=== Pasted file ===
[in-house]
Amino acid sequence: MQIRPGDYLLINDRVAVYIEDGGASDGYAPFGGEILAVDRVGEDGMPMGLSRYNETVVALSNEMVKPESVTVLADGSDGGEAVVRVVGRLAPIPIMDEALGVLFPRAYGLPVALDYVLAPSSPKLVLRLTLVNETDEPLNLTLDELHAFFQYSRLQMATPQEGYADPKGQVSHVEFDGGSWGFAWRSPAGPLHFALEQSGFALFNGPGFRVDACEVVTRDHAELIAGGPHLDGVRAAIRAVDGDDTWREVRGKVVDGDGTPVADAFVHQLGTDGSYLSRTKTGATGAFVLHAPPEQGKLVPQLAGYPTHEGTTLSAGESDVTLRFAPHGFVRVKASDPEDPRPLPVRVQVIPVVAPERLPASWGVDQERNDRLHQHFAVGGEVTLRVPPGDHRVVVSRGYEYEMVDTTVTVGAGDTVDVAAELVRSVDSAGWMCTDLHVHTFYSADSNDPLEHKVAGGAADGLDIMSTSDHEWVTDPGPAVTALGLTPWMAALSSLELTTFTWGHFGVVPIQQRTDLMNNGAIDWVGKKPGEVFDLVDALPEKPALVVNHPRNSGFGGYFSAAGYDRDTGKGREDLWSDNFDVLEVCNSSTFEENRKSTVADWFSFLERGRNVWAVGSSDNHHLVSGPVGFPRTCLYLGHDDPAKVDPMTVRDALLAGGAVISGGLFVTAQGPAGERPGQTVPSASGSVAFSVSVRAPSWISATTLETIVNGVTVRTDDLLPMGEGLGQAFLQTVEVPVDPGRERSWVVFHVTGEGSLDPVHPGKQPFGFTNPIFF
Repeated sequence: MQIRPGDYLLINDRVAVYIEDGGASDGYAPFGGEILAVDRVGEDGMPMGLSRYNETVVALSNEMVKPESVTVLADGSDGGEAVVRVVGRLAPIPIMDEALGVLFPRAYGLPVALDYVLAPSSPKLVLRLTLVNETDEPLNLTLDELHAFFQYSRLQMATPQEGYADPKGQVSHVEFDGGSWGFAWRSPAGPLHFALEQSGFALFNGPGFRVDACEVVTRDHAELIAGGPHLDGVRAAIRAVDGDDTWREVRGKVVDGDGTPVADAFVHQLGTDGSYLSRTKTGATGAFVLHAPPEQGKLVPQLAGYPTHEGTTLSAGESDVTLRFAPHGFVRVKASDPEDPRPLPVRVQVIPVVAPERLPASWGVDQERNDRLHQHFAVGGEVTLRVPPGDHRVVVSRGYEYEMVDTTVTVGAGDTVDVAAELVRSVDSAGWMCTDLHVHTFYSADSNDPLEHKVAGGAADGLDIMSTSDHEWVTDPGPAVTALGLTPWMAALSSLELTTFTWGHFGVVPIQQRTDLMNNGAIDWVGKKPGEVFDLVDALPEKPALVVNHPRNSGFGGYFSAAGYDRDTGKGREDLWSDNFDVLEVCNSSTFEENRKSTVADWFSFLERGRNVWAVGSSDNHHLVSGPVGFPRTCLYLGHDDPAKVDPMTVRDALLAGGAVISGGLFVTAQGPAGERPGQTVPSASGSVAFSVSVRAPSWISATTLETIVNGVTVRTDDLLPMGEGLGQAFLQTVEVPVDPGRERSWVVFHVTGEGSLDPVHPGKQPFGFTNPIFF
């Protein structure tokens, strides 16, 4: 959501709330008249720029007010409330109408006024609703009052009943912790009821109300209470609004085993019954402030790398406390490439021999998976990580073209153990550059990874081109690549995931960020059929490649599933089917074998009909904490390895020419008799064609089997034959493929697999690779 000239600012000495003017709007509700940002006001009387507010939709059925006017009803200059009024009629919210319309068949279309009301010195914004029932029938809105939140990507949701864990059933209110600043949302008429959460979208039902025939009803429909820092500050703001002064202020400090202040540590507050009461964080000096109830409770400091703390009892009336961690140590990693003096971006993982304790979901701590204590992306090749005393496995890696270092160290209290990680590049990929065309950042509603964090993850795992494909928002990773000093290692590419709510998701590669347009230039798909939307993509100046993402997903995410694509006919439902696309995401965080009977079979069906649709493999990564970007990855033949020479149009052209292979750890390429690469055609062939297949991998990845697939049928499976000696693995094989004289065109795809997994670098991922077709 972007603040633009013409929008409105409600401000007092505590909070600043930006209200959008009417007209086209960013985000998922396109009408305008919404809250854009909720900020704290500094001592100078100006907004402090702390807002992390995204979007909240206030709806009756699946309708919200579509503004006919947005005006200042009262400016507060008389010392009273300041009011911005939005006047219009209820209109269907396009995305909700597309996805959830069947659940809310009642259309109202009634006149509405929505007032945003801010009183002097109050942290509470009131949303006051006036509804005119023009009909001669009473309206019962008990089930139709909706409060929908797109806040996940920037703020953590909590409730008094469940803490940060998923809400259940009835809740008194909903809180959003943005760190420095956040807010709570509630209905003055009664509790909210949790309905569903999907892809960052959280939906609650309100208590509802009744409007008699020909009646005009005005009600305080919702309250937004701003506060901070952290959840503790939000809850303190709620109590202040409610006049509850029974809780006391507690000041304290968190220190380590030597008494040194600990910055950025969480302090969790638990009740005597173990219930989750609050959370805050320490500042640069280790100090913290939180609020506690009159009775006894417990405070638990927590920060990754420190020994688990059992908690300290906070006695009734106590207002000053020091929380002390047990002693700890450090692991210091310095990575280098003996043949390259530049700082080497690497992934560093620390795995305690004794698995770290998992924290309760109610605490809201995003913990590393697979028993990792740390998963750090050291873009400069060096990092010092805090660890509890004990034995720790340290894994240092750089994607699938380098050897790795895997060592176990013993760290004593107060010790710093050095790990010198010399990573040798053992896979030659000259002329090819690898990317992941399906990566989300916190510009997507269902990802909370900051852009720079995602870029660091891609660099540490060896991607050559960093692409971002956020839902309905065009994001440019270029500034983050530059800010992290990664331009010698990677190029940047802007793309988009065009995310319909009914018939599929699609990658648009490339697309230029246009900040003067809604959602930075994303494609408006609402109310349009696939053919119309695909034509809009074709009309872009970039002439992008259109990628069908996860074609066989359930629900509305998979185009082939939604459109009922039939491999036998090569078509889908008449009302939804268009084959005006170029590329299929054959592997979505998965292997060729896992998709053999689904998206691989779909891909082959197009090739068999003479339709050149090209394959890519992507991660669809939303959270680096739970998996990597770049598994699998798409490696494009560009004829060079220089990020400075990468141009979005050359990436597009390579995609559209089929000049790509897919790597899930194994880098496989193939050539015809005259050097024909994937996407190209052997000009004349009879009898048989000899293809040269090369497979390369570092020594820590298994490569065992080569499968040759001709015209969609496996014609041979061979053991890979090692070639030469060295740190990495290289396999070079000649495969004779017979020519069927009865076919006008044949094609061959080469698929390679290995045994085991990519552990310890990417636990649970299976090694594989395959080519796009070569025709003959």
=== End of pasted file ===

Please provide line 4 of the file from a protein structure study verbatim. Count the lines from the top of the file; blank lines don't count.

């Protein structure tokens, strides 16, 4: 959501709330008249720029007010409330109408006024609703009052009943912790009821109300209470609004085993019954402030790398406390490439021999998976990580073209153990550059990874081109690549995931960020059929490649599933089917074998009909904490390895020419008799064609089997034959493929697999690779 000239600012000495003017709007509700940002006001009387507010939709059925006017009803200059009024009629919210319309068949279309009301010195914004029932029938809105939140990507949701864990059933209110600043949302008429959460979208039902025939009803429909820092500050703001002064202020400090202040540590507050009461964080000096109830409770400091703390009892009336961690140590990693003096971006993982304790979901701590204590992306090749005393496995890696270092160290209290990680590049990929065309950042509603964090993850795992494909928002990773000093290692590419709510998701590669347009230039798909939307993509100046993402997903995410694509006919439902696309995401965080009977079979069906649709493999990564970007990855033949020479149009052209292979750890390429690469055609062939297949991998990845697939049928499976000696693995094989004289065109795809997994670098991922077709 972007603040633009013409929008409105409600401000007092505590909070600043930006209200959008009417007209086209960013985000998922396109009408305008919404809250854009909720900020704290500094001592100078100006907004402090702390807002992390995204979007909240206030709806009756699946309708919200579509503004006919947005005006200042009262400016507060008389010392009273300041009011911005939005006047219009209820209109269907396009995305909700597309996805959830069947659940809310009642259309109202009634006149509405929505007032945003801010009183002097109050942290509470009131949303006051006036509804005119023009009909001669009473309206019962008990089930139709909706409060929908797109806040996940920037703020953590909590409730008094469940803490940060998923809400259940009835809740008194909903809180959003943005760190420095956040807010709570509630209905003055009664509790909210949790309905569903999907892809960052959280939906609650309100208590509802009744409007008699020909009646005009005005009600305080919702309250937004701003506060901070952290959840503790939000809850303190709620109590202040409610006049509850029974809780006391507690000041304290968190220190380590030597008494040194600990910055950025969480302090969790638990009740005597173990219930989750609050959370805050320490500042640069280790100090913290939180609020506690009159009775006894417990405070638990927590920060990754420190020994688990059992908690300290906070006695009734106590207002000053020091929380002390047990002693700890450090692991210091310095990575280098003996043949390259530049700082080497690497992934560093620390795995305690004794698995770290998992924290309760109610605490809201995003913990590393697979028993990792740390998963750090050291873009400069060096990092010092805090660890509890004990034995720790340290894994240092750089994607699938380098050897790795895997060592176990013993760290004593107060010790710093050095790990010198010399990573040798053992896979030659000259002329090819690898990317992941399906990566989300916190510009997507269902990802909370900051852009720079995602870029660091891609660099540490060896991607050559960093692409971002956020839902309905065009994001440019270029500034983050530059800010992290990664331009010698990677190029940047802007793309988009065009995310319909009914018939599929699609990658648009490339697309230029246009900040003067809604959602930075994303494609408006609402109310349009696939053919119309695909034509809009074709009309872009970039002439992008259109990628069908996860074609066989359930629900509305998979185009082939939604459109009922039939491999036998090569078509889908008449009302939804268009084959005006170029590329299929054959592997979505998965292997060729896992998709053999689904998206691989779909891909082959197009090739068999003479339709050149090209394959890519992507991660669809939303959270680096739970998996990597770049598994699998798409490696494009560009004829060079220089990020400075990468141009979005050359990436597009390579995609559209089929000049790509897919790597899930194994880098496989193939050539015809005259050097024909994937996407190209052997000009004349009879009898048989000899293809040269090369497979390369570092020594820590298994490569065992080569499968040759001709015209969609496996014609041979061979053991890979090692070639030469060295740190990495290289396999070079000649495969004779017979020519069927009865076919006008044949094609061959080469698929390679290995045994085991990519552990310890990417636990649970299976090694594989395959080519796009070569025709003959």